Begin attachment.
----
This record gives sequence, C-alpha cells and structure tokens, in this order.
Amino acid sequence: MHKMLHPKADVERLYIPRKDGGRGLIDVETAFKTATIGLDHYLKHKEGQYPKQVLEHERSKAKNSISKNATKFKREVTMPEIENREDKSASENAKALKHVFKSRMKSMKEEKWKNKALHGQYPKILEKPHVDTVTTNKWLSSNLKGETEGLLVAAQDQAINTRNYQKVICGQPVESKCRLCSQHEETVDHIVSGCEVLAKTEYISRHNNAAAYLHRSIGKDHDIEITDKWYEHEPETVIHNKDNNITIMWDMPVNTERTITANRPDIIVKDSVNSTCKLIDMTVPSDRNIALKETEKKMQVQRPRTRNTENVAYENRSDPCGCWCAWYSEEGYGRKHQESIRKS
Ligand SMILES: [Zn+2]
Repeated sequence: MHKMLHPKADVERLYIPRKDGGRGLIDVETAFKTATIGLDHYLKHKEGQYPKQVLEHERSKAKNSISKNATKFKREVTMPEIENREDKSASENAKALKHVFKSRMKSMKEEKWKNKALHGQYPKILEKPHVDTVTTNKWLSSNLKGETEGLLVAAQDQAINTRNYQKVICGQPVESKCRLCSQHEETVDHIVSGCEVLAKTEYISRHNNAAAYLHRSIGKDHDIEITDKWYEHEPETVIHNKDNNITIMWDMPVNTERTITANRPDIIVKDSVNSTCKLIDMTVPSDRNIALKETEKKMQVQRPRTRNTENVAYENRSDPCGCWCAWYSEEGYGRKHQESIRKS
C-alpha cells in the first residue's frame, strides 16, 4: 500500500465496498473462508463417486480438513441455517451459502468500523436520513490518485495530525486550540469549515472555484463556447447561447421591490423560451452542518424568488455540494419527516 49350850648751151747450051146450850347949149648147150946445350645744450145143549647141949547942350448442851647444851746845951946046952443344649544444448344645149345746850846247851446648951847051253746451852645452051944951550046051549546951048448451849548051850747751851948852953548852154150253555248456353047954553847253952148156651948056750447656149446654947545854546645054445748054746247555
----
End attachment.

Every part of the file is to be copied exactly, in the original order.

This record gives sequence, C-alpha cells and structure tokens, in this order.
Amino acid sequence: MHKMLHPKADVERLYIPRKDGGRGLIDVETAFKTATIGLDHYLKHKEGQYPKQVLEHERSKAKNSISKNATKFKREVTMPEIENREDKSASENAKALKHVFKSRMKSMKEEKWKNKALHGQYPKILEKPHVDTVTTNKWLSSNLKGETEGLLVAAQDQAINTRNYQKVICGQPVESKCRLCSQHEETVDHIVSGCEVLAKTEYISRHNNAAAYLHRSIGKDHDIEITDKWYEHEPETVIHNKDNNITIMWDMPVNTERTITANRPDIIVKDSVNSTCKLIDMTVPSDRNIALKETEKKMQVQRPRTRNTENVAYENRSDPCGCWCAWYSEEGYGRKHQESIRKS
Ligand SMILES: [Zn+2]
Repeated sequence: MHKMLHPKADVERLYIPRKDGGRGLIDVETAFKTATIGLDHYLKHKEGQYPKQVLEHERSKAKNSISKNATKFKREVTMPEIENREDKSASENAKALKHVFKSRMKSMKEEKWKNKALHGQYPKILEKPHVDTVTTNKWLSSNLKGETEGLLVAAQDQAINTRNYQKVICGQPVESKCRLCSQHEETVDHIVSGCEVLAKTEYISRHNNAAAYLHRSIGKDHDIEITDKWYEHEPETVIHNKDNNITIMWDMPVNTERTITANRPDIIVKDSVNSTCKLIDMTVPSDRNIALKETEKKMQVQRPRTRNTENVAYENRSDPCGCWCAWYSEEGYGRKHQESIRKS
C-alpha cells in the first residue's frame, strides 16, 4: 500500500465496498473462508463417486480438513441455517451459502468500523436520513490518485495530525486550540469549515472555484463556447447561447421591490423560451452542518424568488455540494419527516 49350850648751151747450051146450850347949149648147150946445350645744450145143549647141949547942350448442851647444851746845951946046952443344649544444448344645149345746850846247851446648951847051253746451852645452051944951550046051549546951048448451849548051850747751851948852953548852154150253555248456353047954553847253952148156651948056750447656149446654947545854546645054445748054746247555